Thursday, June 26, 2008

On the road again

Tomorrow morning (early) I leave for Kundiawa and the Kuman New Testament dedication, and about a day after getting back, I'll be leaving again to serve in a different way here. Instead of working in the finance office next week, I'll be helping lead a VBS for the national kids not far from here in a place called Yonki. I'll have a lot more to write about both of those events after they happen, but in case you don't see any updates in the next week, it's because I'm not going to be around much.

I also forgot to mention two things about Madang. First, there are thousands of giant flying foxes (a type of fruit bat) in town there, roosting on trees everywhere and flying over the town after 6 in the evening. They have about a 3-foot wingspan... and it's surreal to see them all filling the sky. Here's a shot of one of the many trees that they sleep in during the day:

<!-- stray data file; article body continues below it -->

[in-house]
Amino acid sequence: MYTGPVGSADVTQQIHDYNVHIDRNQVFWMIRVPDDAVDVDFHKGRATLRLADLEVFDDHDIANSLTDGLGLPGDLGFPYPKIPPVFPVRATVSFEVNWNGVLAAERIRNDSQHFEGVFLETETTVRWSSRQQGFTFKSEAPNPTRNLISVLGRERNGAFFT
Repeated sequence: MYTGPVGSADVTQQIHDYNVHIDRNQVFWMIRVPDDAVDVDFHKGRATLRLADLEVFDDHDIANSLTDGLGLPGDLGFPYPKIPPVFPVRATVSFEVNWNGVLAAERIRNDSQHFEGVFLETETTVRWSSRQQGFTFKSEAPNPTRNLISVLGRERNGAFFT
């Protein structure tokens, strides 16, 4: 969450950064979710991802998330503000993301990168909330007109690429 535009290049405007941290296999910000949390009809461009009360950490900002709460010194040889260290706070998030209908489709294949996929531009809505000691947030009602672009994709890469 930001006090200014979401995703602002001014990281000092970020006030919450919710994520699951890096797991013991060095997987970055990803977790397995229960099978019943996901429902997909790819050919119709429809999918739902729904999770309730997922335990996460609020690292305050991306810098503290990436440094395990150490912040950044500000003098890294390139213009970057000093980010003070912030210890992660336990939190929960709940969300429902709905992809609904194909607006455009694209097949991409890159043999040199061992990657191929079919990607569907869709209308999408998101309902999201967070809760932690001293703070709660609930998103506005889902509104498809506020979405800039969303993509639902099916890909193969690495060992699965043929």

Also, I saw these construction workers in front of one of the stores in Madang. They were putting those metal pylons in front of the building to prevent cars from being able to run into it, and in order to do so, they had to make holes in the nice brick sidewalk you see here. Well, the two guys using the large irons to bash holes in the sidewalk were wearing flip flops, and often mashing them into the brick just inches from their feet. They do things differently around here than in the States, that's for sure! Oh, and the guy welding was sparing in his use of the mask too. I don't know how he did it, but he wouldn't put it on. He'd just hold it in front of his face every so often, but not even during the whole time he was welding.

Wednesday, June 25, 2008


I just got back from a relaxing weekend on the coast, near the town of Madang. It's in the center of the northern shore of PNG, and it's a beautiful place. Basically, think of the most perfect setting for the description "tropical paradise", and you'll get some idea of what it was like where we stayed. The resort was called Jais Aben, which in the local language means "resting place". Warm temperatures with a cool breeze, coconut palms and orchids, white sand beside clear blue water, coral reefs and tropical fish, clear skies and exotic birdsongs... yeah, it was nice. Our rooms were about 30 feet from the ocean, with great views of the bay and the nearby islands covered with palm trees. Here are a few pictures that don't really do it justice: